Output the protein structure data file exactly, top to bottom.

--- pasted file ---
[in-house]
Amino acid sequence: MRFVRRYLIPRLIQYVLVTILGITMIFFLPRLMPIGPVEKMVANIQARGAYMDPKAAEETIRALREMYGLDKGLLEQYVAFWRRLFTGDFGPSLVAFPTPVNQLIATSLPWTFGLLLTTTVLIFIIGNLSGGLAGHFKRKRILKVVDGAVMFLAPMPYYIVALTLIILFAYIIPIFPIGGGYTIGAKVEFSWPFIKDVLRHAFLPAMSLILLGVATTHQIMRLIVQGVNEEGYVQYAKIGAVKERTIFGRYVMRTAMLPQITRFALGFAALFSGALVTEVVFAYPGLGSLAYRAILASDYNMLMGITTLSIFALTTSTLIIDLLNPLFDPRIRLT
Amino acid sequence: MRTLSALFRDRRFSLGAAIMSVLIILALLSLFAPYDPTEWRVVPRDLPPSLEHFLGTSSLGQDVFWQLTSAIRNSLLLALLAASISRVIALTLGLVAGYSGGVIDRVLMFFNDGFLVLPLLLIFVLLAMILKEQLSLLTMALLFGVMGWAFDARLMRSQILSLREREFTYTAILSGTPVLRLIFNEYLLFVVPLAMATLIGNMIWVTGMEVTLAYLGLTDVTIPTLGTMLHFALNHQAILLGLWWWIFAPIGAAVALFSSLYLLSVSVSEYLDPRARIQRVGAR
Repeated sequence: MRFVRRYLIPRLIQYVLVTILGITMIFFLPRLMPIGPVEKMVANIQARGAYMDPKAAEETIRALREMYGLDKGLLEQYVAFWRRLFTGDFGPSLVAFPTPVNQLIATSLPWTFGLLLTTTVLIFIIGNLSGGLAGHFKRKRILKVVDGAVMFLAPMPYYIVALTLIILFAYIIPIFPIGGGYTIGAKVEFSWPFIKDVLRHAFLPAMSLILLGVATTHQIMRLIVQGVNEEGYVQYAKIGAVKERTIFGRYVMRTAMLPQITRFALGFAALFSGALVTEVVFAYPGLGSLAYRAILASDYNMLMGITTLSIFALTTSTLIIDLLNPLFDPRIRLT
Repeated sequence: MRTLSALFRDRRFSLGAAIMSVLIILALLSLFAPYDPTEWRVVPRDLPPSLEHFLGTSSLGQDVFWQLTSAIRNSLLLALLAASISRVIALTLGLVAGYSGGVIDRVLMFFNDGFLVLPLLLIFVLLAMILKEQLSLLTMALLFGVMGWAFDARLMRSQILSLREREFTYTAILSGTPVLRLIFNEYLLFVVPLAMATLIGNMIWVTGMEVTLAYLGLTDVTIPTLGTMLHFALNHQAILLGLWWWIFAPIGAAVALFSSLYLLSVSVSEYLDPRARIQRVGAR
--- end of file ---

[in-house]
Amino acid sequence: MRFVRRYLIPRLIQYVLVTILGITMIFFLPRLMPIGPVEKMVANIQARGAYMDPKAAEETIRALREMYGLDKGLLEQYVAFWRRLFTGDFGPSLVAFPTPVNQLIATSLPWTFGLLLTTTVLIFIIGNLSGGLAGHFKRKRILKVVDGAVMFLAPMPYYIVALTLIILFAYIIPIFPIGGGYTIGAKVEFSWPFIKDVLRHAFLPAMSLILLGVATTHQIMRLIVQGVNEEGYVQYAKIGAVKERTIFGRYVMRTAMLPQITRFALGFAALFSGALVTEVVFAYPGLGSLAYRAILASDYNMLMGITTLSIFALTTSTLIIDLLNPLFDPRIRLT
Amino acid sequence: MRTLSALFRDRRFSLGAAIMSVLIILALLSLFAPYDPTEWRVVPRDLPPSLEHFLGTSSLGQDVFWQLTSAIRNSLLLALLAASISRVIALTLGLVAGYSGGVIDRVLMFFNDGFLVLPLLLIFVLLAMILKEQLSLLTMALLFGVMGWAFDARLMRSQILSLREREFTYTAILSGTPVLRLIFNEYLLFVVPLAMATLIGNMIWVTGMEVTLAYLGLTDVTIPTLGTMLHFALNHQAILLGLWWWIFAPIGAAVALFSSLYLLSVSVSEYLDPRARIQRVGAR
Repeated sequence: MRFVRRYLIPRLIQYVLVTILGITMIFFLPRLMPIGPVEKMVANIQARGAYMDPKAAEETIRALREMYGLDKGLLEQYVAFWRRLFTGDFGPSLVAFPTPVNQLIATSLPWTFGLLLTTTVLIFIIGNLSGGLAGHFKRKRILKVVDGAVMFLAPMPYYIVALTLIILFAYIIPIFPIGGGYTIGAKVEFSWPFIKDVLRHAFLPAMSLILLGVATTHQIMRLIVQGVNEEGYVQYAKIGAVKERTIFGRYVMRTAMLPQITRFALGFAALFSGALVTEVVFAYPGLGSLAYRAILASDYNMLMGITTLSIFALTTSTLIIDLLNPLFDPRIRLT
Repeated sequence: MRTLSALFRDRRFSLGAAIMSVLIILALLSLFAPYDPTEWRVVPRDLPPSLEHFLGTSSLGQDVFWQLTSAIRNSLLLALLAASISRVIALTLGLVAGYSGGVIDRVLMFFNDGFLVLPLLLIFVLLAMILKEQLSLLTMALLFGVMGWAFDARLMRSQILSLREREFTYTAILSGTPVLRLIFNEYLLFVVPLAMATLIGNMIWVTGMEVTLAYLGLTDVTIPTLGTMLHFALNHQAILLGLWWWIFAPIGAAVALFSSLYLLSVSVSEYLDPRARIQRVGAR